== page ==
Apr 062015
 

It’s such a slow day for news, that even Daily Kos is recommending only hits from the past, and because I’m still short of 100%, I’m making this today’s only article.

Jig Zone Puzzle:

Today’s took me 3:42 (average 6:40).  To do it, click here.  How dod you do?

Short Takes:

From The New Yorker: A new poll shows that Americans who were unconcerned about climate change as it wreaked havoc around the world are beginning to worry, now that global warming is affecting the appearance of their lawns.

According to the poll, conducted by the University of Minnesota’s Opinion Research Institute, rising sea levels, the destruction of habitats, and catastrophic weather conditions, such as hurricanes and tsunamis, have not served as the wake-up call to Americans that their lawns’ unsightly barrenness has.

In interviews across the state of California, residents expressed anger and outrage that climate change had been allowed to worsen to the point that it has now severely limited their choice of ground cover, shrubs, and other decorative plantings.

Sadly, Andy seems to have captured the soul of the American voter.

From NY Times: An exuberant crowd that included public-school teachers, union bus drivers and nursing home workers packed into New Mount Pilgrim Missionary Baptist Church on this city’s West Side on Saturday afternoon as Karen Lewis, the president of the Chicago Teachers Union, issued an urgent plea.

“I am asking you, I am begging you, and — in my teacher voice — I am telling you, go vote,” Ms. Lewis, who wore a “Chuy” button on each lapel, called out, as a cheer rose through the high-ceilinged church. “Go vote!” she called out again. “Go vote!”At the heart of the campaign that has threatened to topple Mayor Rahm Emanuel are labor unions: Amalgamated Transit Union locals, the Service Employees International Union’s Illinois State Council and, perhaps above all, the Chicago Teachers Union. Jesus G. Garcia, the candidate known as Chuy, built his campaign on the backing of teachers, has received his strongest financial support from unions and was talked into running by Ms. Lewis herself. And the crowd inside this echoing church followed orders, scores of people streaming out together and marching down Madison Street to a polling location with less than an hour remaining for early voting in advance of Tuesday’s election.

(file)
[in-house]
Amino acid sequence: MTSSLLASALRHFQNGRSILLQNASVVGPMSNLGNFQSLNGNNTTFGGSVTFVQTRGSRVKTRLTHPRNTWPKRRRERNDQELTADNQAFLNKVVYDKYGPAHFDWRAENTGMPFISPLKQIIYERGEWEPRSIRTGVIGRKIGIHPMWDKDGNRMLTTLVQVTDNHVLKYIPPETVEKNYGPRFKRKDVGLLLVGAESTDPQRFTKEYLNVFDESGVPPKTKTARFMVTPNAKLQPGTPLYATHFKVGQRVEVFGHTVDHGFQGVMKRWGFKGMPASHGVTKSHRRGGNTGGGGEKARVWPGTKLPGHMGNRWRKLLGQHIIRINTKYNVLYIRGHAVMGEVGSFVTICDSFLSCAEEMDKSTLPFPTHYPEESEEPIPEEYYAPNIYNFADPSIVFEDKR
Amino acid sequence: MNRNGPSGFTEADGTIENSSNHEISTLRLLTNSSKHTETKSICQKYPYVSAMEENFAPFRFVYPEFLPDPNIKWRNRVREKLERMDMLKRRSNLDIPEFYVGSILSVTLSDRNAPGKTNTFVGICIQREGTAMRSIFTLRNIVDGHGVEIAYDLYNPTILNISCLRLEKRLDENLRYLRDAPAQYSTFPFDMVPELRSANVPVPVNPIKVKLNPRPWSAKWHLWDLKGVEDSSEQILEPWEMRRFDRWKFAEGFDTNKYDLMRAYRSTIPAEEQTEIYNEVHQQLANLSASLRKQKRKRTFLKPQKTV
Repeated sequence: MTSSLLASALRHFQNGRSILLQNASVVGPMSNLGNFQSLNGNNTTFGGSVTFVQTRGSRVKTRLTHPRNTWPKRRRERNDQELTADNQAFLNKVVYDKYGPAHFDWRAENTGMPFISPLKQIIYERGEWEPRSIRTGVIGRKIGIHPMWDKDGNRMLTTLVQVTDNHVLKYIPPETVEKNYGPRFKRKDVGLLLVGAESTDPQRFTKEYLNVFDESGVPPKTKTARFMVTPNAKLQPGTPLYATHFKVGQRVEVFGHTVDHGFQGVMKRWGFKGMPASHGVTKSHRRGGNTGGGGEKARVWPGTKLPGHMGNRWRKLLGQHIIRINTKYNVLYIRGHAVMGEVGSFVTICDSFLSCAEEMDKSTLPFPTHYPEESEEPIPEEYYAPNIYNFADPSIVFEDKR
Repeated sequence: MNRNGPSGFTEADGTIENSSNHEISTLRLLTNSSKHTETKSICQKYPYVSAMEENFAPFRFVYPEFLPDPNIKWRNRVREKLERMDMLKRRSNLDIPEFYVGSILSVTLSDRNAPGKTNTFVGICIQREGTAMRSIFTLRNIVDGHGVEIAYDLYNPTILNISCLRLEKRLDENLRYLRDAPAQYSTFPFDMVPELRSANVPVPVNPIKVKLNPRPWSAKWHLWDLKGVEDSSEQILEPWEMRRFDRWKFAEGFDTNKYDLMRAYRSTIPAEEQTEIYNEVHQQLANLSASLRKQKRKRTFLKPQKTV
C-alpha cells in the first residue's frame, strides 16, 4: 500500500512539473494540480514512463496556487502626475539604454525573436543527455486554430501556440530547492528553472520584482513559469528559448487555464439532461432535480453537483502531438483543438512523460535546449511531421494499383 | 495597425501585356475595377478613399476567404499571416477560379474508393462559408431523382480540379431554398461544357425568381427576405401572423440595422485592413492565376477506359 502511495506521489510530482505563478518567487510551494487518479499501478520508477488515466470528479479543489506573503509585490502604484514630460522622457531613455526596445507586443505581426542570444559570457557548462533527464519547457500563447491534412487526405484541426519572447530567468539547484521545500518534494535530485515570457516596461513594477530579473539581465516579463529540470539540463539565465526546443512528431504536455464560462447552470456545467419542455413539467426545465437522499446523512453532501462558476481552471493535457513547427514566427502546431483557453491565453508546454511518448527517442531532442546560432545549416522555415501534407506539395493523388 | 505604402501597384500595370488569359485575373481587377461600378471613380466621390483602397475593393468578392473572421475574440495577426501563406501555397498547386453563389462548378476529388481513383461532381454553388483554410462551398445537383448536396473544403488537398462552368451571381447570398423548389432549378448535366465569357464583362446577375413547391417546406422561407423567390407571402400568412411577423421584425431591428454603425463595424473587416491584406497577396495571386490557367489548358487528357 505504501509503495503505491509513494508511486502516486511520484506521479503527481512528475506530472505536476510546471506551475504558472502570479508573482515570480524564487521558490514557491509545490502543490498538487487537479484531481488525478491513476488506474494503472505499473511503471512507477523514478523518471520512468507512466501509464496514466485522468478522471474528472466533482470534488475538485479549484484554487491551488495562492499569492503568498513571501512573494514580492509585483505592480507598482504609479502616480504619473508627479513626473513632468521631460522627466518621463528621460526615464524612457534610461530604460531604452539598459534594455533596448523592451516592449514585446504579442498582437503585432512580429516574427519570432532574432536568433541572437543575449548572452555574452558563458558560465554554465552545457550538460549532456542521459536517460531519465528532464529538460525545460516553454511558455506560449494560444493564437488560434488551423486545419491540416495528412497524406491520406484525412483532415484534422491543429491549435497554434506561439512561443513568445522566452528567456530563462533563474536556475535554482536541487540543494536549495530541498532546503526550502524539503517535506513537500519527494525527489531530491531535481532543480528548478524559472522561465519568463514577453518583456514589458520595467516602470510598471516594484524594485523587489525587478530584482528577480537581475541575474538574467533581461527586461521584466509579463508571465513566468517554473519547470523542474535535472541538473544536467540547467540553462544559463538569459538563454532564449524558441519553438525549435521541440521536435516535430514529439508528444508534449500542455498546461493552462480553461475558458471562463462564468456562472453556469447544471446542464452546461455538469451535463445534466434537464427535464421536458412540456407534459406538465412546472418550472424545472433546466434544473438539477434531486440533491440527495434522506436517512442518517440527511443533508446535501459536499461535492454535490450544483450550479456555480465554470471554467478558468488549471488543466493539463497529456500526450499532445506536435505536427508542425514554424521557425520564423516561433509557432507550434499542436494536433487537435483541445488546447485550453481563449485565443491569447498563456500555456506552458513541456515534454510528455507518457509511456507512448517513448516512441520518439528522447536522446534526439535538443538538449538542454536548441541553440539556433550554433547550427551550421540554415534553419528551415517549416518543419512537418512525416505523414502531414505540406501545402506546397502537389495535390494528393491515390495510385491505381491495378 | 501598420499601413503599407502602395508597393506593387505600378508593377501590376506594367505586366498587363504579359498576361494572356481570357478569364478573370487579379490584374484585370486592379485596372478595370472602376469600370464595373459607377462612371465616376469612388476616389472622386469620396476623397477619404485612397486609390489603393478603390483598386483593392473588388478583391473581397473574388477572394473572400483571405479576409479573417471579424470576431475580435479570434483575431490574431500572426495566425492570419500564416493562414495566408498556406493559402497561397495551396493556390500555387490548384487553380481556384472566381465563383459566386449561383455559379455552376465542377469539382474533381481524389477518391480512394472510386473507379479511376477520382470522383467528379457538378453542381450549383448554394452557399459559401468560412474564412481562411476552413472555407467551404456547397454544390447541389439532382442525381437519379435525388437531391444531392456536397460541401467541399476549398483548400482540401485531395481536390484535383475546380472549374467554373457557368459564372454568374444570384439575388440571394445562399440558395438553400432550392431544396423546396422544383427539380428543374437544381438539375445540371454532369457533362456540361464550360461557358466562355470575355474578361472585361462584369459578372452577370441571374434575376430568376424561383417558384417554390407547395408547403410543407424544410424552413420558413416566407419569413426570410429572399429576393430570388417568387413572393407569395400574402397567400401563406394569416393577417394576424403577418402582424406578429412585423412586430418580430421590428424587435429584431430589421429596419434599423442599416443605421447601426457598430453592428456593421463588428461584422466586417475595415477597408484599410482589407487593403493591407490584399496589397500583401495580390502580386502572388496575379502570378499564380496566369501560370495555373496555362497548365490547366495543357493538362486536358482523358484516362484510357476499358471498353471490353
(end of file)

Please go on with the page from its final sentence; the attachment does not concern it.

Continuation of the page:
Go Chuy! Chicago, give your heart to Jesus! (Garcia, not Republican Supply-side). Rahmbo acts more like a Republican than a Democrat!

From Alternet: A Georgia teacher — whose husband sits on the school board — is under fire for telling her students that President Barack Obama isn’t a Christian, and if their parents voted for him they are not Christians either, reports WMGT.

What a Republican Supply-side pseudo-Christian statement that is! Even I allow for the possibility that an authentic Christian might have voted for Little Lord Willard, if that Christian were sufficiently stupid and misinformed.

Cartoon:

0406Cartoon

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Sep 012014
 

Labor-day2012

For most of my early life I considered Labor Day little more than a day off at the end of summer.  That’s because I am not a union man.  I have never belonged to a union, nor has anyone in my family.  So what has the labor movement done for me?  I have learned what organized labor has done to improve the lot of all American Workers, and I have come to understand that Labor Day is a celebration of Union labor, and one that is well deserved.

laborThinkProgress has assembled just five of the many things that Americans can thank the nation’s unions for giving us all:

1. Unions Gave Us The Weekend: Even the ultra-conservative Mises Institute notes that the relatively labor-free 1870, the average workweek for most Americans was 61 hours — almost double what most Americans work now…

2. Unions Gave Us Fair Wages And Relative Income Equality: As ThinkProgress reported earlier in the week, the relative decline of unions over the past 35 years has mirrored a decline in the middle class’s share of national income…